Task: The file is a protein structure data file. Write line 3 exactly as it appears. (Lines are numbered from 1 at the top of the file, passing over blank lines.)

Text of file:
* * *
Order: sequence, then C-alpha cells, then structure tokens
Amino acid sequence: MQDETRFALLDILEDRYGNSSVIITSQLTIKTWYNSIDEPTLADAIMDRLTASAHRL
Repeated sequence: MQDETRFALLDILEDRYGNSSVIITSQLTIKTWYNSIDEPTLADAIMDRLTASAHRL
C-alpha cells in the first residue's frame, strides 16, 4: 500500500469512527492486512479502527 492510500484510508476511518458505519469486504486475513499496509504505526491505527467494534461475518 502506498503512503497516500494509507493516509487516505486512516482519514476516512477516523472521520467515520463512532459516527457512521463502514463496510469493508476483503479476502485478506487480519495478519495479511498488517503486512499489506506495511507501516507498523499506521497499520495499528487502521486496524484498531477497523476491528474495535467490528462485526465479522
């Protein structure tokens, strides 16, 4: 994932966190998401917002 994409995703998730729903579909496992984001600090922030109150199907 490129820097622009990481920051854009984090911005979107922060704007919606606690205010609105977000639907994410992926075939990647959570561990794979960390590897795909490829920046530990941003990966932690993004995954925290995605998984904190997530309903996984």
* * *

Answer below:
Repeated sequence: MQDETRFALLDILEDRYGNSSVIITSQLTIKTWYNSIDEPTLADAIMDRLTASAHRL